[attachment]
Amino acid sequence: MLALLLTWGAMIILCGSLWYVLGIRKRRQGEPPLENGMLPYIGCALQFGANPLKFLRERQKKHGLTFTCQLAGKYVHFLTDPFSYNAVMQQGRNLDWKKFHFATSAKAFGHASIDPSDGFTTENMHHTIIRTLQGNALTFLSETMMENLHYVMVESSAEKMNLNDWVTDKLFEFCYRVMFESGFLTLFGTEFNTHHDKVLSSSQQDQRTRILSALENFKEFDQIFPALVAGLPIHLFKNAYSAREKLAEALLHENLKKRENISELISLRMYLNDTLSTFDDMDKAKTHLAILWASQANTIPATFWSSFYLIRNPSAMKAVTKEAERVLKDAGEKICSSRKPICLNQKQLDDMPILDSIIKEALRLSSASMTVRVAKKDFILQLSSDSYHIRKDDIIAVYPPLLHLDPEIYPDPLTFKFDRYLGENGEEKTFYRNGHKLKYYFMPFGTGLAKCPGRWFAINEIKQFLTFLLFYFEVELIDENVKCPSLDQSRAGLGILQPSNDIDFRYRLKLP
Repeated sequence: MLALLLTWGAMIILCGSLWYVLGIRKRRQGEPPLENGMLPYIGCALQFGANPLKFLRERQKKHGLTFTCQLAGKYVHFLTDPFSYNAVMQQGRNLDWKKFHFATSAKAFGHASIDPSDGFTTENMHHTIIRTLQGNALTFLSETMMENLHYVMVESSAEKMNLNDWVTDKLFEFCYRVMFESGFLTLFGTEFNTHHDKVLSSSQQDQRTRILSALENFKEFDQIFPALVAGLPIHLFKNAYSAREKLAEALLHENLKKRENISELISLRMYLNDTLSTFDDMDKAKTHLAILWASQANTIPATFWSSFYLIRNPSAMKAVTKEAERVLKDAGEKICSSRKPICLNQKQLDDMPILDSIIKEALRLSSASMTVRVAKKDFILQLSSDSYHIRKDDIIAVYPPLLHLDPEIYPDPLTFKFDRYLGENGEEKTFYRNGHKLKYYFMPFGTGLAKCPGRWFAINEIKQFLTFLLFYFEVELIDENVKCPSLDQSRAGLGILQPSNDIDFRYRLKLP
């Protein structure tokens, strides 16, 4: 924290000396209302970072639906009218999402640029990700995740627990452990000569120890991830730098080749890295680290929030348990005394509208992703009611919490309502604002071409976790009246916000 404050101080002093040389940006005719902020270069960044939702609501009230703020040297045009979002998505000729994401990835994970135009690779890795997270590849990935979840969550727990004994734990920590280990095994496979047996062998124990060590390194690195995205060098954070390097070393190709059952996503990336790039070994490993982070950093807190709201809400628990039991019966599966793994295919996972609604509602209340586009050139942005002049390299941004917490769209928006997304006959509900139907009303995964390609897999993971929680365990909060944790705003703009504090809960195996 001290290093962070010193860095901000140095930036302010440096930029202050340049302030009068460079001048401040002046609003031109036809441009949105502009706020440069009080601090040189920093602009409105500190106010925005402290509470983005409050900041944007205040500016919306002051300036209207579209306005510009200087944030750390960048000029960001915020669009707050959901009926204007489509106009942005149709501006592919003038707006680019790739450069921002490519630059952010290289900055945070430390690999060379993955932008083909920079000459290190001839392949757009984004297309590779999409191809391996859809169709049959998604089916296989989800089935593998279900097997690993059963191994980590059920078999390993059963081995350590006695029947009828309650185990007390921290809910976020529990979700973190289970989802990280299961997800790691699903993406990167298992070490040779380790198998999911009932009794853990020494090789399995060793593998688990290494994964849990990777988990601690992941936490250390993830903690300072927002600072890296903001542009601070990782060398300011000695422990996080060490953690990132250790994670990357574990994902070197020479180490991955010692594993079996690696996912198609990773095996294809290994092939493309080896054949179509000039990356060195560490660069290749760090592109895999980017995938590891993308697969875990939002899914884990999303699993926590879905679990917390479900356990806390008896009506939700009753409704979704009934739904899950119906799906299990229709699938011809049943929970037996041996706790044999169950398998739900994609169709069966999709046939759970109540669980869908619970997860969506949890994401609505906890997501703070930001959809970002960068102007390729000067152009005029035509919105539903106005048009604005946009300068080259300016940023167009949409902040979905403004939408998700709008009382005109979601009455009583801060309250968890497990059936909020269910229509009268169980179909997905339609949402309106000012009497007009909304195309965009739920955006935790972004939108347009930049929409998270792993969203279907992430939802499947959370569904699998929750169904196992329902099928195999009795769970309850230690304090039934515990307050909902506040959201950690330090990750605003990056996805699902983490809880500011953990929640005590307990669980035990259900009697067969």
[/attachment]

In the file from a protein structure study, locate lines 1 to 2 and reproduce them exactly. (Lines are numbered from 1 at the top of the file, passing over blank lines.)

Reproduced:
Amino acid sequence: MLALLLTWGAMIILCGSLWYVLGIRKRRQGEPPLENGMLPYIGCALQFGANPLKFLRERQKKHGLTFTCQLAGKYVHFLTDPFSYNAVMQQGRNLDWKKFHFATSAKAFGHASIDPSDGFTTENMHHTIIRTLQGNALTFLSETMMENLHYVMVESSAEKMNLNDWVTDKLFEFCYRVMFESGFLTLFGTEFNTHHDKVLSSSQQDQRTRILSALENFKEFDQIFPALVAGLPIHLFKNAYSAREKLAEALLHENLKKRENISELISLRMYLNDTLSTFDDMDKAKTHLAILWASQANTIPATFWSSFYLIRNPSAMKAVTKEAERVLKDAGEKICSSRKPICLNQKQLDDMPILDSIIKEALRLSSASMTVRVAKKDFILQLSSDSYHIRKDDIIAVYPPLLHLDPEIYPDPLTFKFDRYLGENGEEKTFYRNGHKLKYYFMPFGTGLAKCPGRWFAINEIKQFLTFLLFYFEVELIDENVKCPSLDQSRAGLGILQPSNDIDFRYRLKLP
Repeated sequence: MLALLLTWGAMIILCGSLWYVLGIRKRRQGEPPLENGMLPYIGCALQFGANPLKFLRERQKKHGLTFTCQLAGKYVHFLTDPFSYNAVMQQGRNLDWKKFHFATSAKAFGHASIDPSDGFTTENMHHTIIRTLQGNALTFLSETMMENLHYVMVESSAEKMNLNDWVTDKLFEFCYRVMFESGFLTLFGTEFNTHHDKVLSSSQQDQRTRILSALENFKEFDQIFPALVAGLPIHLFKNAYSAREKLAEALLHENLKKRENISELISLRMYLNDTLSTFDDMDKAKTHLAILWASQANTIPATFWSSFYLIRNPSAMKAVTKEAERVLKDAGEKICSSRKPICLNQKQLDDMPILDSIIKEALRLSSASMTVRVAKKDFILQLSSDSYHIRKDDIIAVYPPLLHLDPEIYPDPLTFKFDRYLGENGEEKTFYRNGHKLKYYFMPFGTGLAKCPGRWFAINEIKQFLTFLLFYFEVELIDENVKCPSLDQSRAGLGILQPSNDIDFRYRLKLP